Abstract: Human interaction is central to many computing systems that require a high level of assurance. Examples of such systems include aircraft control systems (interacting with a pilot), automobiles with self-driving features (interacting with a driver), and medical devices (interacting with a doctor or patient). The correctness of such systems depends not only on the autonomous controller, but also on the actions of the human controller, and, critically, on the interaction between the two.
In this talk, I will present a formalism for human-in-the-loop embedded systems. I will then discuss the problem of synthesizing a semi-autonomous controller from high-level specifications that expect occasional human intervention for correct operation. We present an algorithm for this problem, and demonstrate its operation on problems related to driver assistance in automobiles. Finally, I will present a data-driven approach to probabilistic modeling and verification of human driver behavior. Since probabilistic models learned from data can suffer from estimation errors, we have designed and applied a new approach for model checking probabilistic models with uncertainties. The talk will conclude with a broad survey of research challenges in this area.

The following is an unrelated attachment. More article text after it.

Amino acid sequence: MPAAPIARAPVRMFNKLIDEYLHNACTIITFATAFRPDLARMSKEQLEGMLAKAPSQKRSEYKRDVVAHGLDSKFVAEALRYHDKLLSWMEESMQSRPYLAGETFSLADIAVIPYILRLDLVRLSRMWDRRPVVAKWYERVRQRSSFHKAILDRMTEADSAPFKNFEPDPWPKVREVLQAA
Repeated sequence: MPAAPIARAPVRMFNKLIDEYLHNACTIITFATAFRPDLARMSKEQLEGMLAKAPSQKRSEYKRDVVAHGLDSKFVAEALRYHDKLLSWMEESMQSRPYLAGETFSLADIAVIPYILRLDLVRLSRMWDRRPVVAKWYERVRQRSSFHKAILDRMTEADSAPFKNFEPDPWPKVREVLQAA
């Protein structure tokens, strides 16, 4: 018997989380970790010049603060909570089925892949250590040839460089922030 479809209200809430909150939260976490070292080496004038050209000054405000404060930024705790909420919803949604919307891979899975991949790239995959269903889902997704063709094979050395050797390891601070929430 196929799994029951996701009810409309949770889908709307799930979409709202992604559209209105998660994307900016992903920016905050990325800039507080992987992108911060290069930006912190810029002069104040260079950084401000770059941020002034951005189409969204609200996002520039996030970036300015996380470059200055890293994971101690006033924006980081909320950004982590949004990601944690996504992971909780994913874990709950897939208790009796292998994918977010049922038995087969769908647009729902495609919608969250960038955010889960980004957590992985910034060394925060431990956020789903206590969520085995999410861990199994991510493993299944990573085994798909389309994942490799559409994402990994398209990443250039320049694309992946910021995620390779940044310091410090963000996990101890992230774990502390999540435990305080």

Bio: Sanjit A. Seshia is an Associate Professor in the Department of Electrical Engineering and Computer Sciences at the University of California, Berkeley. He received an M.S. and Ph.D. in Computer Science from Carnegie Mellon University, and a B.Tech. in Computer Science and Engineering from the Indian Institute of Technology, Bombay. His research interests are in dependable computing and computational logic, with a current focus on applying automated formal methods to problems in embedded systems, electronic design automation, computer security, and program analysis. His Ph.D. thesis work on the UCLID verifier and decision procedure helped pioneer the area of satisfiability modulo theories (SMT) and SMT-based verification. He is co-author of a widely-used textbook on embedded systems. His awards and honors include a Presidential Early Career Award for Scientists and Engineers (PECASE) from the White House, an Alfred P. Sloan Research Fellowship, the School of Computer Science Distinguished Dissertation Award at Carnegie Mellon University, and the inaugural Prof. R. Narasimhan Lecture Award from TIFR.